INDIANA – The Lawrence and Orange County Crisis Intervention Team is a community collaboration aimed at building strong relationships between law enforcement, mental health agencies, and advocates.
Policing the mentally ill is one of the biggest challenges facing officers today.
Recently these local officers completed the 40-hour course:
- Lawrence County Sheriff’s Department – Calvin Callahan
- Lawrence County Sheriff’s Department – Brenton Trueblood
- Orange County Sheriff’s Department – Zachary Andry
- Lawrence County Sheriff’s Department – Gregg Taylor
- Indiana University Police Department – Gunner Ortlieb
- Indiana University Health Police Department – Robert Herr
According to Chief Deputy Gregg Taylor the course is designed for law enforcement officers to help them recognize and deal with those suffering from mental illness.
Officers are often the first responders to incidents involving people with mental illness. Mental health facilities and services have seen significant budget cuts in recent years. So officers often end up acting both as law enforcement and as social workers.
According to the National Alliance on Mental Illness (NAMI), 43.8 million adults in the U.S. experience mental illness each year. Almost 10 million people report struggling with a serious mental illness that interferes with their major life activities. And 16 million reported having at least one major depressive episode within the past year.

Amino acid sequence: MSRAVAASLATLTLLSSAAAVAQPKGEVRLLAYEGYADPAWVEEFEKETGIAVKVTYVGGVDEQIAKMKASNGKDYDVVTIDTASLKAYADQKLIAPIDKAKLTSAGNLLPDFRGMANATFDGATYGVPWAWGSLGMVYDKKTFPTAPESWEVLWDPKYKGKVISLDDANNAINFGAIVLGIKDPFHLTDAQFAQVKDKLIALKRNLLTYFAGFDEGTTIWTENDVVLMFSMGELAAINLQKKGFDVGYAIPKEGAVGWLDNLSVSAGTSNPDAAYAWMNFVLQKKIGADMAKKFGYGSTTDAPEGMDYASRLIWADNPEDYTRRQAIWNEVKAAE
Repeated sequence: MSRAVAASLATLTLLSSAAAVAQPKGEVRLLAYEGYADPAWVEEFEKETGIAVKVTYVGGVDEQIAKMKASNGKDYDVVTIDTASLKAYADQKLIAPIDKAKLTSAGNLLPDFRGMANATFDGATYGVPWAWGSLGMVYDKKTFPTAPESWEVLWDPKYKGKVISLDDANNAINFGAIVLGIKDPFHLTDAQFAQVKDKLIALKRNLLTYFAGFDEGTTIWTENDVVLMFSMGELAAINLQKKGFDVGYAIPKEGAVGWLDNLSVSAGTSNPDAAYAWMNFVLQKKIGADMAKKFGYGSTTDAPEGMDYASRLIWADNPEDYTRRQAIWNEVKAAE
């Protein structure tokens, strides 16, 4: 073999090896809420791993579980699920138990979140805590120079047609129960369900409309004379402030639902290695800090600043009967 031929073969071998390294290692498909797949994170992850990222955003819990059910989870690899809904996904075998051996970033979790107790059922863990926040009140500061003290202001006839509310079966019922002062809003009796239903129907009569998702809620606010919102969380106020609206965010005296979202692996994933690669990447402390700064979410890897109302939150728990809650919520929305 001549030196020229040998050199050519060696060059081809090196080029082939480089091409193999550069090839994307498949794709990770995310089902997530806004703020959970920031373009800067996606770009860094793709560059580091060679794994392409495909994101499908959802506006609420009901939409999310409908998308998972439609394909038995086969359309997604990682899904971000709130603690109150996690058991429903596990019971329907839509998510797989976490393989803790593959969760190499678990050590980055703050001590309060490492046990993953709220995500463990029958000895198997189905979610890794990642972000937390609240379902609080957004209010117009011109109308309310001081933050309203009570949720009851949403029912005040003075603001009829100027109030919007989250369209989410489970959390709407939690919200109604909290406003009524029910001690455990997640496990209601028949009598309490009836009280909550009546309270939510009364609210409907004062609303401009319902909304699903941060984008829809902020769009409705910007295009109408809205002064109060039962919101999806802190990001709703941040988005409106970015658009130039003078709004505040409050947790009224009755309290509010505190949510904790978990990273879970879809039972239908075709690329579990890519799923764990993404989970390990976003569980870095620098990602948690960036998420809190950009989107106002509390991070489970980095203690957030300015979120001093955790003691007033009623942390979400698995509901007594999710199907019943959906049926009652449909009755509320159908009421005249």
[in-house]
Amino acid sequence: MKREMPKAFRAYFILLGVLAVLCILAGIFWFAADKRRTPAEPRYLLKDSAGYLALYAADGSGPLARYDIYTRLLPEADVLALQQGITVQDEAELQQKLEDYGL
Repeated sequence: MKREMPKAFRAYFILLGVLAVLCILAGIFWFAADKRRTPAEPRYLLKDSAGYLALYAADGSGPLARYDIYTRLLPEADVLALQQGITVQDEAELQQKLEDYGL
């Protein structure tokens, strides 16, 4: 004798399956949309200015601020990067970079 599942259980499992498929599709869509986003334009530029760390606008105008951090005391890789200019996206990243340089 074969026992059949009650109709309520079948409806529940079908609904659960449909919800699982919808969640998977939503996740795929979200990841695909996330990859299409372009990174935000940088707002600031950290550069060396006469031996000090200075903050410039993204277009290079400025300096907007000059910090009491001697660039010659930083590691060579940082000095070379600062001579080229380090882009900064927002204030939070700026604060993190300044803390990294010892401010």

People with mental illness aren’t necessarily more likely to be violent or prone to criminal behavior than anyone else. However, when someone is experiencing a mental health crisis, people nearby often call 9-1-1.
Law enforcement agencies have reported that anywhere from five to 15 percent of their annual calls involve an individual struggling with mental illness. These calls may include a missing person, criminal activity, erratic behavior, or even someone threatening to harm themselves or others.
“In any case, it’s paramount for law enforcement departments to provide their officers with thorough policy and training for policing the mentally ill,” added Chief Deputy Taylor. “If officers don’t have proper training, confrontations involving people with mental illness can escalate quickly. This can put everyone involved in danger. Effective programs and training can help officers de-escalate situations and get people the help they need.”
The CIT program officials hope to expand the training to court personnel, emergency department personnel, and volunteer fire departments in the future.